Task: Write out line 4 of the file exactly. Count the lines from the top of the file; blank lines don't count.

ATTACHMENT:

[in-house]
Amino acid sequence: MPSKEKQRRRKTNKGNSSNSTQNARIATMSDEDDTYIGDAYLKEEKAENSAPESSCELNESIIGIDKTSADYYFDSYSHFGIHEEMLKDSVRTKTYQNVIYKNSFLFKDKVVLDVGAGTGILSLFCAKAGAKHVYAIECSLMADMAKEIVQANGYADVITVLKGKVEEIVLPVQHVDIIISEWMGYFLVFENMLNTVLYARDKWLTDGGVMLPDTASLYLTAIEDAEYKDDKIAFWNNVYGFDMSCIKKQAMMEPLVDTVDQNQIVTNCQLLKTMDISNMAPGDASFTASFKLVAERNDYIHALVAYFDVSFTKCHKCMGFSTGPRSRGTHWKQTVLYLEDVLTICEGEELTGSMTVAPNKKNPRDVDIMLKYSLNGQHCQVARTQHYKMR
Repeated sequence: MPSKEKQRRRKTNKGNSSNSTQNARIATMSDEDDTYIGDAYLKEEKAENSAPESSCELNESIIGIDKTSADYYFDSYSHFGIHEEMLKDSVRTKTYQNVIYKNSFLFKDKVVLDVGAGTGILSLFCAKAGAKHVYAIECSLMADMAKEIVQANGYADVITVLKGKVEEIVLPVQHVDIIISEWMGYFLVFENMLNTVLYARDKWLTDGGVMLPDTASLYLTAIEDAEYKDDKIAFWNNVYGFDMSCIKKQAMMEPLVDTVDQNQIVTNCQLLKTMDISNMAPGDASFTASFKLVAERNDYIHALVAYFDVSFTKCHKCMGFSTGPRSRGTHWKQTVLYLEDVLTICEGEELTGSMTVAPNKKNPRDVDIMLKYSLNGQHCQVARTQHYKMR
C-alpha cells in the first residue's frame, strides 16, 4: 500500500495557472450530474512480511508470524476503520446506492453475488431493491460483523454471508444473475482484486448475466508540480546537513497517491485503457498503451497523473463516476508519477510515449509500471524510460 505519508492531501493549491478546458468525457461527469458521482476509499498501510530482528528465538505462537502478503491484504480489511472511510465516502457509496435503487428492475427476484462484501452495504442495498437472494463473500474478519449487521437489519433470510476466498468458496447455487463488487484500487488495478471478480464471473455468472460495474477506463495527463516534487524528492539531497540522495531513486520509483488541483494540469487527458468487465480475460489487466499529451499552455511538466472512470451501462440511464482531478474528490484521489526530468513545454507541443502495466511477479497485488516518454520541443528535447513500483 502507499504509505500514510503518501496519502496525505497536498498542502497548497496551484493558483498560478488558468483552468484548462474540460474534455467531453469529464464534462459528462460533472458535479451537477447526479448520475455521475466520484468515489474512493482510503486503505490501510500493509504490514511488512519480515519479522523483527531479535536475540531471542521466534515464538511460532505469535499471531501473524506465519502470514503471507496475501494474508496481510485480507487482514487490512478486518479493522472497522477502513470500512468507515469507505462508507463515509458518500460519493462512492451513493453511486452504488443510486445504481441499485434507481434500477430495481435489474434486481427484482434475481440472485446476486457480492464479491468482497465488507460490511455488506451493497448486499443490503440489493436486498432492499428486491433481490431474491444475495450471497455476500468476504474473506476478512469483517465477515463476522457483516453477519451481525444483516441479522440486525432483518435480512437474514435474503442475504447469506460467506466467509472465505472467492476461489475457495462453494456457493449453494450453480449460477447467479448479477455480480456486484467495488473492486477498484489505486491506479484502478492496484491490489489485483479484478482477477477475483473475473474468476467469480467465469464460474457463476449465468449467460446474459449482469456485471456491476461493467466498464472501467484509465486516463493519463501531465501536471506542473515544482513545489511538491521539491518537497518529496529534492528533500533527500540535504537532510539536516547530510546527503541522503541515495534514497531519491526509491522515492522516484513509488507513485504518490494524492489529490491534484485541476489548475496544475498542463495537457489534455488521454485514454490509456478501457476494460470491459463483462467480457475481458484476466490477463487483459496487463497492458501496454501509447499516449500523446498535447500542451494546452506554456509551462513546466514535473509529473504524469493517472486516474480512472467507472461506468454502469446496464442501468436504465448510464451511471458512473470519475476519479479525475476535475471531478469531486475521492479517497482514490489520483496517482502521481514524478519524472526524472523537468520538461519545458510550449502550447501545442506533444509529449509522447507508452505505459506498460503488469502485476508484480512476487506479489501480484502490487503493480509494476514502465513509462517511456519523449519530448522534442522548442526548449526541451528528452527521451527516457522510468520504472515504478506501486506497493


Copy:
C-alpha cells in the first residue's frame, strides 16, 4: 500500500495557472450530474512480511508470524476503520446506492453475488431493491460483523454471508444473475482484486448475466508540480546537513497517491485503457498503451497523473463516476508519477510515449509500471524510460 505519508492531501493549491478546458468525457461527469458521482476509499498501510530482528528465538505462537502478503491484504480489511472511510465516502457509496435503487428492475427476484462484501452495504442495498437472494463473500474478519449487521437489519433470510476466498468458496447455487463488487484500487488495478471478480464471473455468472460495474477506463495527463516534487524528492539531497540522495531513486520509483488541483494540469487527458468487465480475460489487466499529451499552455511538466472512470451501462440511464482531478474528490484521489526530468513545454507541443502495466511477479497485488516518454520541443528535447513500483 502507499504509505500514510503518501496519502496525505497536498498542502497548497496551484493558483498560478488558468483552468484548462474540460474534455467531453469529464464534462459528462460533472458535479451537477447526479448520475455521475466520484468515489474512493482510503486503505490501510500493509504490514511488512519480515519479522523483527531479535536475540531471542521466534515464538511460532505469535499471531501473524506465519502470514503471507496475501494474508496481510485480507487482514487490512478486518479493522472497522477502513470500512468507515469507505462508507463515509458518500460519493462512492451513493453511486452504488443510486445504481441499485434507481434500477430495481435489474434486481427484482434475481440472485446476486457480492464479491468482497465488507460490511455488506451493497448486499443490503440489493436486498432492499428486491433481490431474491444475495450471497455476500468476504474473506476478512469483517465477515463476522457483516453477519451481525444483516441479522440486525432483518435480512437474514435474503442475504447469506460467506466467509472465505472467492476461489475457495462453494456457493449453494450453480449460477447467479448479477455480480456486484467495488473492486477498484489505486491506479484502478492496484491490489489485483479484478482477477477475483473475473474468476467469480467465469464460474457463476449465468449467460446474459449482469456485471456491476461493467466498464472501467484509465486516463493519463501531465501536471506542473515544482513545489511538491521539491518537497518529496529534492528533500533527500540535504537532510539536516547530510546527503541522503541515495534514497531519491526509491522515492522516484513509488507513485504518490494524492489529490491534484485541476489548475496544475498542463495537457489534455488521454485514454490509456478501457476494460470491459463483462467480457475481458484476466490477463487483459496487463497492458501496454501509447499516449500523446498535447500542451494546452506554456509551462513546466514535473509529473504524469493517472486516474480512472467507472461506468454502469446496464442501468436504465448510464451511471458512473470519475476519479479525475476535475471531478469531486475521492479517497482514490489520483496517482502521481514524478519524472526524472523537468520538461519545458510550449502550447501545442506533444509529449509522447507508452505505459506498460503488469502485476508484480512476487506479489501480484502490487503493480509494476514502465513509462517511456519523449519530448522534442522548442526548449526541451528528452527521451527516457522510468520504472515504478506501486506497493